Monday, September 07, 2009

Great Anthologies Create Not So Strange Bedfellows

I love anthologies. If you look over at the piece I did on the Forbidden Planet UK blog on Danny Hellman's Typhon, you'll discover why I love them - in a nutshell, it's the variety I suppose. But I also love new-takes on existing characters, as evidenced here on an earlier Batman post, and Marvel's Strange Tales has both these things going for it, Strange Tales is an anthology-comic, and it has a variety of new-takes on existing Marvel characters; by Peter Bagge (Neat Stuff and Hate) Nick Bertozzi (Houdini: The Handcuff King), Molly Crabapple and John Leavitt (co-founders of the hugely succesful Dr. Sketchy's Anti-Art School ), Nicholas Gurewich (The Perry Bible Fellowship), Norwegian cartoonist Jason (Low Moon, profiled here), James Kochalka (Monkey versus Robot), Michael Kupperman (Tales Designed to Thrizzle), Junko Mizuno, (Pure Trance). Paul Pope (Batman year 100), Johnny Ryan (Angry Youth Comix), and Dash Shaw (Bottomless Bellybutton).

It's a stellar line-up, complete with cartoonists who have heightened the profile of the artform beyond the pages of publications and the interweb. Japanese artist Mizuno's Gothic-Kawaii drawing style, a mixture of super-cuteness, and blood and syringes, appears on clothes and in gallery shows, and Paul Pope has designed a Pulphope line of clothes for DKNY and Diesel.

As with any publication of this sort, I have my favourites; Paul Pope and Jose Villarrubia's cover is excellent because it takes itself seriously, alerting the reader that although the Marvel Universe will be treated slightly flippantly, it won't be disrespected. This is a very clever piece of marketing which is especially important to a significant band of readers who are not particularly welcoming of indie cartoonists. For those readers, Paul Pope's cover and introductory story will prove a gateway to this comic's tone and Strange Tales #1 itself will surely prove a gateway comic to a world of indie-illustration for the uninitiated comic book reader. And with any luck, it will also establish a demand for more work in a similar vein beyond Strange Tales #1,2 and 3. I love the sub-text of Leavitt and Crabapple's She-Hulk (coloured and lettered by Star St.Germain), and what could easily be a jarring-juxtaposition of artistic styles, between Molly Crabapple's silky-thin, embroidery-like drawings, and Junko Mizuno's solid-lined Spiderman (translated by Aki Yanagi, and adapted by C.B. Cebulski), becomes a delight in the context of this anthology. I just adore Dash Shaw's Doctor Strange, for reasons to numerous to mention, and Michael Kupperman's Namor is equally brilliant. I think of all the stories in this volume though, my favourite is Jason's Spider Man, I read it about 3 or 4 times and each time I read it it seems funnier and more clever.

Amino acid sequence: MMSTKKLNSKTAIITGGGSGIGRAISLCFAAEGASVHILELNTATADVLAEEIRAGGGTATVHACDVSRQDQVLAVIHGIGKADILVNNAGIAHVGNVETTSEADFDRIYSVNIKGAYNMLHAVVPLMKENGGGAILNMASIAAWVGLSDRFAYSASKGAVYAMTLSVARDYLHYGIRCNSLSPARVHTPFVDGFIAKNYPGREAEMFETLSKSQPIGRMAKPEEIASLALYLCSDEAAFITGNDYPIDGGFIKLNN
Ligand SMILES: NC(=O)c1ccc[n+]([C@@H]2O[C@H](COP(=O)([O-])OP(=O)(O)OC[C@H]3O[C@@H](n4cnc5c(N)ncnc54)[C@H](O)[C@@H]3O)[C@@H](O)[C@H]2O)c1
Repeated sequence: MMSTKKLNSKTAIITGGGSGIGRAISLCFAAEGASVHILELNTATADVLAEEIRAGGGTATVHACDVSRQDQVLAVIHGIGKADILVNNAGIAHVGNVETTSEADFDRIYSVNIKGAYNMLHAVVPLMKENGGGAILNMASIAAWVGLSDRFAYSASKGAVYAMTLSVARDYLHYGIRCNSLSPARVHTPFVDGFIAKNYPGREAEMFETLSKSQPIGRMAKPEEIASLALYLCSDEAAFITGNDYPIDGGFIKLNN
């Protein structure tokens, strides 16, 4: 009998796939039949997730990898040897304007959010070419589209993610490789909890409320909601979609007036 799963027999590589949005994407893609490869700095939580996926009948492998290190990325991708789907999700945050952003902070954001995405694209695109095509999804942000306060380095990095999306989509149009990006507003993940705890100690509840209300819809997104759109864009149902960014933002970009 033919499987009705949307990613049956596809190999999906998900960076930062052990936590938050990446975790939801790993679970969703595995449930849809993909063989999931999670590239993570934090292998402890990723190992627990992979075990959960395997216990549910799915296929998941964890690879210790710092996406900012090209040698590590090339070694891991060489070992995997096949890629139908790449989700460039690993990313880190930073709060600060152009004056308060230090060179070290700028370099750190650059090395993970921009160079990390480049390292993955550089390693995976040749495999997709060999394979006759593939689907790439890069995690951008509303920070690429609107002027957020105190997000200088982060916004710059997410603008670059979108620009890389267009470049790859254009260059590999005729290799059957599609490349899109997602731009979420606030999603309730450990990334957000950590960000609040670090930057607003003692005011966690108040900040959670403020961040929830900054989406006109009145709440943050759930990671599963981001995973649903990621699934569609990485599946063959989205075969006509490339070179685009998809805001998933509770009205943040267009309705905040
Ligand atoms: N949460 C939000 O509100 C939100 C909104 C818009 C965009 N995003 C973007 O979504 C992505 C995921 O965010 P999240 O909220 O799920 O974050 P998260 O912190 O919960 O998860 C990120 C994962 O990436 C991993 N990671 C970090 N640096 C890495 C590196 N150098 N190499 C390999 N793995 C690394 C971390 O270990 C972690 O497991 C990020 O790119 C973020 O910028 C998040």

My only criticism of the comic, and it is a slight one, more a grumble really, or a gripe, and not even a full gripe, more a gr... or an ...ipe, is that a page or two of the work is 'Not Brand Ech-sy'. I mean, don't take that the wrong way, I loved Don Heck's comic at the time, but that style of parody isn't really what an indie-collection is about. What I mean is I don't like the pages that are more a parody of the character, than an indie-interpretation, as much as I do the rest of the comic. So whilst the majority of the illustrators have combined the more cartoony indie-look with a certain amount of psychological depth, one or two have delivered nothing more than a superficial parody. As I have said though, this is an anthology and whilst I might not love all the pages, there is still more than enough great work here to keep me delighted and eager to read the next comic in the series. All told, it's pretty fab.

All Artwork ™ and © 2009 Marvel Characters, Inc. All rights reserved.


Anonymous said...

I love Jason's work, Rod.

Mato Silverati said...

Really Cool Man, Sean Aaberg , Crumb , and Bagget they are my favourites, visit my comix Magazine's blog

good Luck

Rod McKie said...

Thank you Mato. That's one lively blog you have there. A lot of interesting stuff going on.